She was standing in the middle of the lane, craning her neck to see something far beyond me. "Here's another one," I say to myself as I draw near. My VW bug is relatively compact but in a battle with human flesh, I'm pretty sure it still has the edge. Yet, she won't get out of the way.
After all, her need to get a glimpse of the bus she's waiting for is far more pressing than my now slowly approaching vehicle. Her behavior isn't unusual in the least. I see it everyday. Hell, I used to do it...still do, I suppose. Most of us do in one way or another.
It's a call for security-this incessant behavior we have of always wanting to know.
The lady standing in the street was so concerned about laying eyes on her bus that she subjected herself to potential danger. Isn't this what we often do with life? We don't like the waiting periods and sometimes we compromise our well-being in the search for assurance.
We believe that if we get a glimpse of the thing we're waiting on then the wait will become bearable. There's something about the space of waiting that is unnerving. Why can't we just be in the nothingness?
I once read somewhere that this was the space of pure potentiality. In the realm of nothing, everything is a possibility. Why are we so uncomfortable with the potentiality of things?
Perhaps, it has to do with our underlying beliefs. A dysfunctional voice floating in our minds that says things aren't likely to work out in our favor. A voice that constantly speaks of unworthiness. A voice of limitation.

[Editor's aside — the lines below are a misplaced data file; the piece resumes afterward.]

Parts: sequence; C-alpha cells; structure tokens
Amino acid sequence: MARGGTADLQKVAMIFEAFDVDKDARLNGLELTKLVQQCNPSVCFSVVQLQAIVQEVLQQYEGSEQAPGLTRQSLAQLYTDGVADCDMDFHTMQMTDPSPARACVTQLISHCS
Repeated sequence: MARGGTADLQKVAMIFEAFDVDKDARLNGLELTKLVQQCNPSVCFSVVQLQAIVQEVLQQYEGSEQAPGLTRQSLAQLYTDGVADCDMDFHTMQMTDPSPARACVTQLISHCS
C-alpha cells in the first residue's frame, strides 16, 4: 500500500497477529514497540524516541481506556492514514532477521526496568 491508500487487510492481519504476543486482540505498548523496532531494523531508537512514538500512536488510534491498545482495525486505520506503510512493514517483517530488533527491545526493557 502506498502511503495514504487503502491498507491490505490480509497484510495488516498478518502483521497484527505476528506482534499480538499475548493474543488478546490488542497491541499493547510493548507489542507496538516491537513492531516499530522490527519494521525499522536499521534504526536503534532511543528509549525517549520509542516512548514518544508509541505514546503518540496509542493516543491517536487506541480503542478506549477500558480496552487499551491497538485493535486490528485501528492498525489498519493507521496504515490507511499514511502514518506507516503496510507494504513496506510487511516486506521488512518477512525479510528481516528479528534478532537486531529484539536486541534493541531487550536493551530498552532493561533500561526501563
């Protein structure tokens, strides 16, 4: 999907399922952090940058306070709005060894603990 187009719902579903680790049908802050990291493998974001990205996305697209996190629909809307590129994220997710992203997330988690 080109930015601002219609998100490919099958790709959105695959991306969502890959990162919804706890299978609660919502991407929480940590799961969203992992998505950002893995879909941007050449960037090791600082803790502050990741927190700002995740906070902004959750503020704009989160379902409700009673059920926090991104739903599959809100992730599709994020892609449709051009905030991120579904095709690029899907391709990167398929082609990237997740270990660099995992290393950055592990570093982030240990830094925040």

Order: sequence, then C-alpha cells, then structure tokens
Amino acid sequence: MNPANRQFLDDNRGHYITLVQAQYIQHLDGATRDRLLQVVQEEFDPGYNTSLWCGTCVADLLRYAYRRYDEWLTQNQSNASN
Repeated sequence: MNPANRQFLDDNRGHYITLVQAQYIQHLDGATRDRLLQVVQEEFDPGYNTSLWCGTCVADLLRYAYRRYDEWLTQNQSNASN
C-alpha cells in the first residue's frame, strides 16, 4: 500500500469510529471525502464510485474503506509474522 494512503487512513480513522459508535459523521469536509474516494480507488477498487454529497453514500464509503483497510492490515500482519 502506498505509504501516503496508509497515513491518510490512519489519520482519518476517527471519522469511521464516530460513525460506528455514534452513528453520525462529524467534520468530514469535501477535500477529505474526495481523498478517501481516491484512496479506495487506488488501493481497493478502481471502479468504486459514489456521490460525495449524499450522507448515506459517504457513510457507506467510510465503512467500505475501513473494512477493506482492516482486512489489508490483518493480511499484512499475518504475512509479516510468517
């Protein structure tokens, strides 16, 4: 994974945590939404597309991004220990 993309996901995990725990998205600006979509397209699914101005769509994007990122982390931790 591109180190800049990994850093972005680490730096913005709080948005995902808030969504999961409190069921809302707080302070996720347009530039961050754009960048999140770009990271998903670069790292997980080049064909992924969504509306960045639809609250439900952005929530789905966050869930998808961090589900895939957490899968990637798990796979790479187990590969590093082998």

But it's precisely that voice that we have to learn to question because it didn't used to be the voice of predominance.
There was a time when we were ok with not knowing. We took our first steps. We said our first words. We had our first crush. Guarantees weren't required. But along the way, we were socialized into a space of second-guessing ourselves, until it became commonplace. We traded our audacity for validation and permission and we became well acquainted with doubt.
We didn't make the team. We received a failing grade. We endured the first heartbreak. Our anguish, perhaps further fueled by tales of caution, caused us to contract, and now we seek assurance wherever possible.
Even if it's just waiting for a bus.
But here's the thing about waiting. It's only unbearable when you have nothing else to believe in.
Our wanting to know is a call to learn to trust the unknowable. To be ok with the undefined space of waiting that leaves us with nothing to hold onto. A space of learning how to transmute the terror of free falling into exhilaration.
Our wanting to know is also a call to get us to return to our origins. To find our way back to audacity and a place of no guarantees. It's urging us not only to trust the unknowable, but also to relearn how to trust ourselves.